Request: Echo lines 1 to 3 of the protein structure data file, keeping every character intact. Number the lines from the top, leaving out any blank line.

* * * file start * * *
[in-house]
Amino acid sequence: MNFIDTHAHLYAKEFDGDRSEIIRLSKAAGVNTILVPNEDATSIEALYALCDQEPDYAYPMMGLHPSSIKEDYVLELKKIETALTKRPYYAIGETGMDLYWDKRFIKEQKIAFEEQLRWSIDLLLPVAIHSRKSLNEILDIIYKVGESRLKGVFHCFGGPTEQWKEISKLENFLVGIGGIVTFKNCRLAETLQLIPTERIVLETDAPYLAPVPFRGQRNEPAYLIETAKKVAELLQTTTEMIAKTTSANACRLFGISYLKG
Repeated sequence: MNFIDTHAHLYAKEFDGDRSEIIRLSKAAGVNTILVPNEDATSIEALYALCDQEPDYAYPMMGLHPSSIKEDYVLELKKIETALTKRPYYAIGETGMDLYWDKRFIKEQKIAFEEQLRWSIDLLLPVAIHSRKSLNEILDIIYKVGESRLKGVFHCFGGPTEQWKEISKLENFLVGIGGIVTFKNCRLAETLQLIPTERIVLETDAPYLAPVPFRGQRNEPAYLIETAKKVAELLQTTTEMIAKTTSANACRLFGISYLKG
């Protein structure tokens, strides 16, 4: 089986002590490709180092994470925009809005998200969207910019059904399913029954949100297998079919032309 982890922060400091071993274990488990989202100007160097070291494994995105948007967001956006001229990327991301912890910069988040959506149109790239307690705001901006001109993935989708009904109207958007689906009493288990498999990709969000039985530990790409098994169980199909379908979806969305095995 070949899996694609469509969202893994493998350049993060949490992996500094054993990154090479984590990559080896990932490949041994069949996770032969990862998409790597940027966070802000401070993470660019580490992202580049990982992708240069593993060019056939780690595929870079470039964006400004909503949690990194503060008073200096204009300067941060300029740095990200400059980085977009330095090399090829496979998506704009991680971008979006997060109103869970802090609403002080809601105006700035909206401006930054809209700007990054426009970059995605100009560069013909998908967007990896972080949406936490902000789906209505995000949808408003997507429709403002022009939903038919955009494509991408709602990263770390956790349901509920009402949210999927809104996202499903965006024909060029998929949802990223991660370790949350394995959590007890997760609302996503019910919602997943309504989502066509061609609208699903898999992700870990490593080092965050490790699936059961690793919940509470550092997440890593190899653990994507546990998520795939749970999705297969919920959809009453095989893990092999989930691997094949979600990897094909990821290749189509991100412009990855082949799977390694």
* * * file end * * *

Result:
[in-house]
Amino acid sequence: MNFIDTHAHLYAKEFDGDRSEIIRLSKAAGVNTILVPNEDATSIEALYALCDQEPDYAYPMMGLHPSSIKEDYVLELKKIETALTKRPYYAIGETGMDLYWDKRFIKEQKIAFEEQLRWSIDLLLPVAIHSRKSLNEILDIIYKVGESRLKGVFHCFGGPTEQWKEISKLENFLVGIGGIVTFKNCRLAETLQLIPTERIVLETDAPYLAPVPFRGQRNEPAYLIETAKKVAELLQTTTEMIAKTTSANACRLFGISYLKG
Repeated sequence: MNFIDTHAHLYAKEFDGDRSEIIRLSKAAGVNTILVPNEDATSIEALYALCDQEPDYAYPMMGLHPSSIKEDYVLELKKIETALTKRPYYAIGETGMDLYWDKRFIKEQKIAFEEQLRWSIDLLLPVAIHSRKSLNEILDIIYKVGESRLKGVFHCFGGPTEQWKEISKLENFLVGIGGIVTFKNCRLAETLQLIPTERIVLETDAPYLAPVPFRGQRNEPAYLIETAKKVAELLQTTTEMIAKTTSANACRLFGISYLKG